The title track is another pop song albeit with some odd delay in the rhythm or double-beat or something I can't quite pinpoint. Richard Coughlan provides another particularly neat and individual-sounding drum performance, and Pye Hastings somewhat broadens/expands/fattens out/whatever the term is his light guitar parts to good effect. The stoner lyrics, careful, limited organ climaxes, pretty little piano interlude and truly wibble vocal deliveries all add character, and Richard Sinclair's more prominent bass part is great.

The lengthy Nine Feet Underground, at its best, is brilliant and spine-tingling, at its worst... it's perhaps the least focussed thing on the album, and the prominence of Dave Sinclair's more light organ as the obvious lead, though neatly complimented by sax parts and a superb rhythm section, does get on the nerves during the opening bits just a little, and it's only when the jam descends into this very neat distorted guitar groove (you'll know it when you hear it) that the atmosphere takes hold, and Richard Sinclair's surreal (excellent, though) lyrics and great voice bring in the song's mood and ideas... death and being underground, and from this point the song really doesn't let up, with a number of unforgettable little jabbing rhythms as well as more focussed soloing. A few cold, menacing piano chords take us onto the most mystical, secretive and haunting section of the piece... which has, from the moment I heard it, brought this to mind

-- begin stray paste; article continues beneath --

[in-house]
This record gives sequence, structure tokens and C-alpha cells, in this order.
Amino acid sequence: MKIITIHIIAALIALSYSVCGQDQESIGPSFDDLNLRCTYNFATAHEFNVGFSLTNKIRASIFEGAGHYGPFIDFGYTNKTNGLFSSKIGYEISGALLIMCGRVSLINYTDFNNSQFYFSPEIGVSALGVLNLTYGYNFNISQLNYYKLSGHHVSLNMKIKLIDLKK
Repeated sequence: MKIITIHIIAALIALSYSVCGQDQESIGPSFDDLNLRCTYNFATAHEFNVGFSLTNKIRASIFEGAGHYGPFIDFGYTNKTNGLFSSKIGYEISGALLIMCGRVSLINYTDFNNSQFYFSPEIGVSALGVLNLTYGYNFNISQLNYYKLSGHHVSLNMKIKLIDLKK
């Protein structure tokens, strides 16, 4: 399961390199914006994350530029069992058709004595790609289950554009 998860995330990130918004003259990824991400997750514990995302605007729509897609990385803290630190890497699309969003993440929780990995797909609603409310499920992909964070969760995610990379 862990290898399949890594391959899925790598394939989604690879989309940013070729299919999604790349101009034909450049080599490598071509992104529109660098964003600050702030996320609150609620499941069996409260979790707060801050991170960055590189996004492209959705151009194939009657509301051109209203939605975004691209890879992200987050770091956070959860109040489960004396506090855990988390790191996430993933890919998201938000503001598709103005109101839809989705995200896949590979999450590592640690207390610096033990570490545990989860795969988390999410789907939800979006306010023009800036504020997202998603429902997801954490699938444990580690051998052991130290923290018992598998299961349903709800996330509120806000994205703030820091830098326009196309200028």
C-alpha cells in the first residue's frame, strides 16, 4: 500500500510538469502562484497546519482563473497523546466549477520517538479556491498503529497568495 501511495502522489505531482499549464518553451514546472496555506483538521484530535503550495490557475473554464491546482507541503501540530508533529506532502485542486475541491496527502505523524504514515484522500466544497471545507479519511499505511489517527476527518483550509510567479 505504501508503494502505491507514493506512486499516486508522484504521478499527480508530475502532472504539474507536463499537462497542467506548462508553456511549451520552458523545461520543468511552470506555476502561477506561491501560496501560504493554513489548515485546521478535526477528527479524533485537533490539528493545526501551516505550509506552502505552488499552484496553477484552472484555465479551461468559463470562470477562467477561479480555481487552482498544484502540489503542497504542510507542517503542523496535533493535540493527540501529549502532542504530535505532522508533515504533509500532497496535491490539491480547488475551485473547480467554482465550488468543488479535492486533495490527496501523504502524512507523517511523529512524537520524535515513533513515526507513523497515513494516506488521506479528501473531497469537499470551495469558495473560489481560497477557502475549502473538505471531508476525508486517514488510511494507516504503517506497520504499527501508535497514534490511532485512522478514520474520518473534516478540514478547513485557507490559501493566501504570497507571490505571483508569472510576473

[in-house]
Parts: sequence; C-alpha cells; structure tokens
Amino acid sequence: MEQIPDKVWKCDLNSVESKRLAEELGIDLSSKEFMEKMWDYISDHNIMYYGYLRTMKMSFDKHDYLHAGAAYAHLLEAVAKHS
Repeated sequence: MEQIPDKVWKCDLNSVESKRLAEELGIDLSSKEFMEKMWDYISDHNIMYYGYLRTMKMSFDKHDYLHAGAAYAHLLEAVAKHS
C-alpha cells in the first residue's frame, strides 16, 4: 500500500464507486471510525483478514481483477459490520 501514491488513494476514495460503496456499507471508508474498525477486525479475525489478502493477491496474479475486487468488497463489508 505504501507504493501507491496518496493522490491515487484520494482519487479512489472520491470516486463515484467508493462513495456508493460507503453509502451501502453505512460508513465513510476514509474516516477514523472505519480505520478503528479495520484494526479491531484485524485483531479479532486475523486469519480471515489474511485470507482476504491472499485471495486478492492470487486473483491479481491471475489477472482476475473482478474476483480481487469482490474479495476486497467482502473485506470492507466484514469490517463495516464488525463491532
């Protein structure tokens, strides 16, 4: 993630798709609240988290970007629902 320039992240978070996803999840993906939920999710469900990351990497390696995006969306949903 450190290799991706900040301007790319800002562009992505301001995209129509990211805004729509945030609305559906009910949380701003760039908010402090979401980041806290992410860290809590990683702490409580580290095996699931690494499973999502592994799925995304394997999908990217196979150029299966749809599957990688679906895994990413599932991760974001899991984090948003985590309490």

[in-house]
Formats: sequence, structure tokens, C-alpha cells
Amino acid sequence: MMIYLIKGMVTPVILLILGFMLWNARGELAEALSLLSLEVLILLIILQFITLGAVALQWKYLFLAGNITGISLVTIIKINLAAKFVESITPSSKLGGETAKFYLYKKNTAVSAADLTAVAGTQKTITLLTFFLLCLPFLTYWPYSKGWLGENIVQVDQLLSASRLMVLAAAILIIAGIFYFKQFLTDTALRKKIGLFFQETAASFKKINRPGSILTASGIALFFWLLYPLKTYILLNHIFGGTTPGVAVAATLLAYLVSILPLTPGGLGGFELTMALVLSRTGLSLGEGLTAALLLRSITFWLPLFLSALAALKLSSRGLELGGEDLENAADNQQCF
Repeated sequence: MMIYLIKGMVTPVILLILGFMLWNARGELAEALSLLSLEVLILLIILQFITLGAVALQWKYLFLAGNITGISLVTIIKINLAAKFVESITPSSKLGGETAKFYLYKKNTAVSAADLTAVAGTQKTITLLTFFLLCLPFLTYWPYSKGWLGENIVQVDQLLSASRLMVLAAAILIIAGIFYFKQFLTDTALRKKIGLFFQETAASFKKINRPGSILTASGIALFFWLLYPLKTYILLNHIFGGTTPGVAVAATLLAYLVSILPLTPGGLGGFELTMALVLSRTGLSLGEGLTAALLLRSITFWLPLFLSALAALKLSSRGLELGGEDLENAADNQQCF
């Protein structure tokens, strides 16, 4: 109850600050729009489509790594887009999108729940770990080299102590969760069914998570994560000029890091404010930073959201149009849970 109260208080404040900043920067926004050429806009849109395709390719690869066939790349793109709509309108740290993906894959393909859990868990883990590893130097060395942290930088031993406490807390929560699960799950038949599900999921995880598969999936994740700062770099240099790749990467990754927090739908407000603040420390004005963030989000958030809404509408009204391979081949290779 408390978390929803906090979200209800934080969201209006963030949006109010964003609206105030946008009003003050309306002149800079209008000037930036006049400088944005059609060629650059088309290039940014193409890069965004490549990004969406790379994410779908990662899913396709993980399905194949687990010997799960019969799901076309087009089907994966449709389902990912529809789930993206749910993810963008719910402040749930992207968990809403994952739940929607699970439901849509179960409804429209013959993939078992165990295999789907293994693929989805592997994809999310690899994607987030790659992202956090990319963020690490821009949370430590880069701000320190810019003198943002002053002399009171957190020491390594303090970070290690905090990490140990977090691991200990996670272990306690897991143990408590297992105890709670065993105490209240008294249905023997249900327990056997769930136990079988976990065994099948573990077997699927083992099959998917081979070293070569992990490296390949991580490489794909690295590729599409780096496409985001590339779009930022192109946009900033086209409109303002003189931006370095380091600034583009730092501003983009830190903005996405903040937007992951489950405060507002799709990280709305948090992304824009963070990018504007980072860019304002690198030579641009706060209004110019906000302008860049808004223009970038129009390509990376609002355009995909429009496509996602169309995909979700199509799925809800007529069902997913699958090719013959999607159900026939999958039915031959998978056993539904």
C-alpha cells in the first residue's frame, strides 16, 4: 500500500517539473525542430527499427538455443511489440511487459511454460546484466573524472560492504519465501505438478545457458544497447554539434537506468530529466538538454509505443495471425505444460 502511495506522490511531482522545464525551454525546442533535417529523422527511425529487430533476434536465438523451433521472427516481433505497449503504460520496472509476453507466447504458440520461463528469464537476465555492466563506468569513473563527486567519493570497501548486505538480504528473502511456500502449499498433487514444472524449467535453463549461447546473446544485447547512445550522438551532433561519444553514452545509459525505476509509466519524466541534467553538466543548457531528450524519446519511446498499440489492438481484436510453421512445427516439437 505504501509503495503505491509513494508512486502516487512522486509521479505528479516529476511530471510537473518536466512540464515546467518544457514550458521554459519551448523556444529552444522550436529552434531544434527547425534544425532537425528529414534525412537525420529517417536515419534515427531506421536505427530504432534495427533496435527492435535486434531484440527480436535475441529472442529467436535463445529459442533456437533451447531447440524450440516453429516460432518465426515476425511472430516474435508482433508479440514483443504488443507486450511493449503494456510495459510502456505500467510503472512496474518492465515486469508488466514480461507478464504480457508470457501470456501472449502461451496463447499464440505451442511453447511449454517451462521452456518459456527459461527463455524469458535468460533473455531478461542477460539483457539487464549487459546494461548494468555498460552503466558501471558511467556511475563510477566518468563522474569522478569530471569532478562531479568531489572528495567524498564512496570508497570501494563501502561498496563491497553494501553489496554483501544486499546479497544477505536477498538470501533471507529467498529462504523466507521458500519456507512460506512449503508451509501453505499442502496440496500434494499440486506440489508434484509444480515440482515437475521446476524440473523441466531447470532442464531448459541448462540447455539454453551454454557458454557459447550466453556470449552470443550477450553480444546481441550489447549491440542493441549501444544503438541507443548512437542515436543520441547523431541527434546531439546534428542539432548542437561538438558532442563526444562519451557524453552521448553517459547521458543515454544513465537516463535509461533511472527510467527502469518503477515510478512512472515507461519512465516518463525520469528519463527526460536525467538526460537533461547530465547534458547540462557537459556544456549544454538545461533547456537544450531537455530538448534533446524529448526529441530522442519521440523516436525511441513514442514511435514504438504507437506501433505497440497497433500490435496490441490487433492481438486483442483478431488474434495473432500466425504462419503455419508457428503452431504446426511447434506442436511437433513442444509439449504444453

(Hesiod's Theogony... Trans. Hugh Evelyn White, 1914, ll. 295-305) And in a hollow cave she bare another monster, irresistible, in no wise like either to mortal men or to the undying gods, even the goddess fierce Echidna who is half a nymph with glancing eyes and fair cheeks, and half again a huge snake, great and awful, with speckled skin, eating raw flesh beneath the secret parts of the holy earth. And there she has a cave deep down under a hollow rock far from the deathless gods and mortal men. There, then, did the gods appoint her a glorious house to dwell in: and she keeps guard in Arima beneath the earth, grim Echidna, a nymph who dies not nor grows old all her days.